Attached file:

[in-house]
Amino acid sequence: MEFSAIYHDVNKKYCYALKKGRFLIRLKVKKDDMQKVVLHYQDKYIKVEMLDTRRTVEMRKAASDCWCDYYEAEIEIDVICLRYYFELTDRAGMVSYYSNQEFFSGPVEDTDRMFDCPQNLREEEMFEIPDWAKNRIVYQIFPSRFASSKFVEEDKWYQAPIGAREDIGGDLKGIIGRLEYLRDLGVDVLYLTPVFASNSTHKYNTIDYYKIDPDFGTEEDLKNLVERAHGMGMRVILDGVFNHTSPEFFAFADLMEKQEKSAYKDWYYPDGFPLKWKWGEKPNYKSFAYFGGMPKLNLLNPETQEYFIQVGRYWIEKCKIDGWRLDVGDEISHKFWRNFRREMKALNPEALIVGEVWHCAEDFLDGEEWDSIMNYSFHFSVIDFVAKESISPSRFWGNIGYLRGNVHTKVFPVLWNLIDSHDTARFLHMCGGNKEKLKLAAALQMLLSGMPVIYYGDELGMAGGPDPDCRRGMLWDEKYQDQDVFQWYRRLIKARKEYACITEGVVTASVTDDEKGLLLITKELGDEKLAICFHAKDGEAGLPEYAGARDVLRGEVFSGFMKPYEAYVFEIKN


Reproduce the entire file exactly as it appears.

[in-house]
Amino acid sequence: MEFSAIYHDVNKKYCYALKKGRFLIRLKVKKDDMQKVVLHYQDKYIKVEMLDTRRTVEMRKAASDCWCDYYEAEIEIDVICLRYYFELTDRAGMVSYYSNQEFFSGPVEDTDRMFDCPQNLREEEMFEIPDWAKNRIVYQIFPSRFASSKFVEEDKWYQAPIGAREDIGGDLKGIIGRLEYLRDLGVDVLYLTPVFASNSTHKYNTIDYYKIDPDFGTEEDLKNLVERAHGMGMRVILDGVFNHTSPEFFAFADLMEKQEKSAYKDWYYPDGFPLKWKWGEKPNYKSFAYFGGMPKLNLLNPETQEYFIQVGRYWIEKCKIDGWRLDVGDEISHKFWRNFRREMKALNPEALIVGEVWHCAEDFLDGEEWDSIMNYSFHFSVIDFVAKESISPSRFWGNIGYLRGNVHTKVFPVLWNLIDSHDTARFLHMCGGNKEKLKLAAALQMLLSGMPVIYYGDELGMAGGPDPDCRRGMLWDEKYQDQDVFQWYRRLIKARKEYACITEGVVTASVTDDEKGLLLITKELGDEKLAICFHAKDGEAGLPEYAGARDVLRGEVFSGFMKPYEAYVFEIKN